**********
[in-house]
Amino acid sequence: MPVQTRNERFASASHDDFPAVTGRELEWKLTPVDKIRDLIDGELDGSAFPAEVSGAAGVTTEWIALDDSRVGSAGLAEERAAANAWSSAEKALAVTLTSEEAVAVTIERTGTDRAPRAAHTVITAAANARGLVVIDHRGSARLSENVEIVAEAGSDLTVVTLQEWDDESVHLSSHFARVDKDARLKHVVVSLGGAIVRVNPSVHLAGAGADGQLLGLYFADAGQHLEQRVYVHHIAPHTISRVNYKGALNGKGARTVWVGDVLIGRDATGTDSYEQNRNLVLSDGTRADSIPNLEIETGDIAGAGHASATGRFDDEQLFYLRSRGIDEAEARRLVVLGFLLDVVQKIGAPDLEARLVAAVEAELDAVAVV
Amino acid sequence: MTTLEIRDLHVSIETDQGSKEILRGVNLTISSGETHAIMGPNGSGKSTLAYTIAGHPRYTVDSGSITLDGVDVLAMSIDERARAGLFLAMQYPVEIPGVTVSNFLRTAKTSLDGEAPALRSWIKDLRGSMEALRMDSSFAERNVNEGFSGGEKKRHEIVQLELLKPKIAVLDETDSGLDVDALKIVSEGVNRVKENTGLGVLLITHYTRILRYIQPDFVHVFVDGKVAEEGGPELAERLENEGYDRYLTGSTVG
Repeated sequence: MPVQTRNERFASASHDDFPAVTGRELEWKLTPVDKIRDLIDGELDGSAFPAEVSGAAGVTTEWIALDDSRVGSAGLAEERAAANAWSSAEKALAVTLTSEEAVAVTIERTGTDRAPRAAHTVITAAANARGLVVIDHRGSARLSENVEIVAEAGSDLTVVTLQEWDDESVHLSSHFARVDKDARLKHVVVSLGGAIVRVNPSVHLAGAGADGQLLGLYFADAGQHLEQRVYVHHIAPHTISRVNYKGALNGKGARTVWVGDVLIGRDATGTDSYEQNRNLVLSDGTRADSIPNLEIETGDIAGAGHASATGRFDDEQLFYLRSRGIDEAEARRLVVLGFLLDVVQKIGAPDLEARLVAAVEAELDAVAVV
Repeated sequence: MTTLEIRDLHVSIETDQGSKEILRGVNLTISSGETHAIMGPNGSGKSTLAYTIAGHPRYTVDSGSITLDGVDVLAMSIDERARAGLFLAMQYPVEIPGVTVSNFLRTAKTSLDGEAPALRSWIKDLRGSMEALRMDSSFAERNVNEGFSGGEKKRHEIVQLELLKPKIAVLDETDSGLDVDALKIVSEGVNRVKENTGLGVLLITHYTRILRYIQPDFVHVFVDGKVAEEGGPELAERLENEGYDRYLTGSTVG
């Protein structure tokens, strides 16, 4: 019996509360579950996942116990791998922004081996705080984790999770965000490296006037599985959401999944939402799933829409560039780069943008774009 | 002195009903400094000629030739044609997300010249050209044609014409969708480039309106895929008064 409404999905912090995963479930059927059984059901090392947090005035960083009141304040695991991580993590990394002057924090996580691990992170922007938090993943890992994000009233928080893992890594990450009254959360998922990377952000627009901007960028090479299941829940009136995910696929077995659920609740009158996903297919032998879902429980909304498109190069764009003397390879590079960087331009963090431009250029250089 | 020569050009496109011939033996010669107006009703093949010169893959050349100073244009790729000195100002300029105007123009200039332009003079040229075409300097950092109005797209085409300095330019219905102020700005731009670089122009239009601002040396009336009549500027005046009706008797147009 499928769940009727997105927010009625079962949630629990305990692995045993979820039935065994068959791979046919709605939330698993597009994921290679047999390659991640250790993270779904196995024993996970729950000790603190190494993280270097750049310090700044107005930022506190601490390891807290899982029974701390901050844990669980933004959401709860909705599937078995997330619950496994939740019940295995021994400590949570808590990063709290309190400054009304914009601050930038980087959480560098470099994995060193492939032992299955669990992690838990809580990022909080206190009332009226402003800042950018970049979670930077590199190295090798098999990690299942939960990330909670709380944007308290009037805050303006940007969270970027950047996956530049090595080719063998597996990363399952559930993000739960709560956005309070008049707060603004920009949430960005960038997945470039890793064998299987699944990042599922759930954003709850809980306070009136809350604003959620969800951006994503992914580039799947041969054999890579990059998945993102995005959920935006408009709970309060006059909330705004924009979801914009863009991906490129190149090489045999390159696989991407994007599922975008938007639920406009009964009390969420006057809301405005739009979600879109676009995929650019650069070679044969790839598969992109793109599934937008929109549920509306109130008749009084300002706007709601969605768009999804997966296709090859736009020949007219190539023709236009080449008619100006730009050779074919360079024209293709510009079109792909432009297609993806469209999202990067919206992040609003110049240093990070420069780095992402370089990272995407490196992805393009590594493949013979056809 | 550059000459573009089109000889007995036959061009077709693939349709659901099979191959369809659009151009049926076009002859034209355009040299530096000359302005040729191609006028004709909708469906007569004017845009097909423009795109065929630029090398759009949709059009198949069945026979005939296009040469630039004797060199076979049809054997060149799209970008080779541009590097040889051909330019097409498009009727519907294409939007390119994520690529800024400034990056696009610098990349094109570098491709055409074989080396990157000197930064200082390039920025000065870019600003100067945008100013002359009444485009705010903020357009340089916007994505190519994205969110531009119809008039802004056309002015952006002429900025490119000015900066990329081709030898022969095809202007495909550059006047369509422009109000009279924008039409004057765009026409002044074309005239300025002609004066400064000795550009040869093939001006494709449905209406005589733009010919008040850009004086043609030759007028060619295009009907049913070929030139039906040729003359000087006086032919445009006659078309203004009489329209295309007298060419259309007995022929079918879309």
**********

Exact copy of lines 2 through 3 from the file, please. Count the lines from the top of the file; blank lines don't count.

Amino acid sequence: MPVQTRNERFASASHDDFPAVTGRELEWKLTPVDKIRDLIDGELDGSAFPAEVSGAAGVTTEWIALDDSRVGSAGLAEERAAANAWSSAEKALAVTLTSEEAVAVTIERTGTDRAPRAAHTVITAAANARGLVVIDHRGSARLSENVEIVAEAGSDLTVVTLQEWDDESVHLSSHFARVDKDARLKHVVVSLGGAIVRVNPSVHLAGAGADGQLLGLYFADAGQHLEQRVYVHHIAPHTISRVNYKGALNGKGARTVWVGDVLIGRDATGTDSYEQNRNLVLSDGTRADSIPNLEIETGDIAGAGHASATGRFDDEQLFYLRSRGIDEAEARRLVVLGFLLDVVQKIGAPDLEARLVAAVEAELDAVAVV
Amino acid sequence: MTTLEIRDLHVSIETDQGSKEILRGVNLTISSGETHAIMGPNGSGKSTLAYTIAGHPRYTVDSGSITLDGVDVLAMSIDERARAGLFLAMQYPVEIPGVTVSNFLRTAKTSLDGEAPALRSWIKDLRGSMEALRMDSSFAERNVNEGFSGGEKKRHEIVQLELLKPKIAVLDETDSGLDVDALKIVSEGVNRVKENTGLGVLLITHYTRILRYIQPDFVHVFVDGKVAEEGGPELAERLENEGYDRYLTGSTVG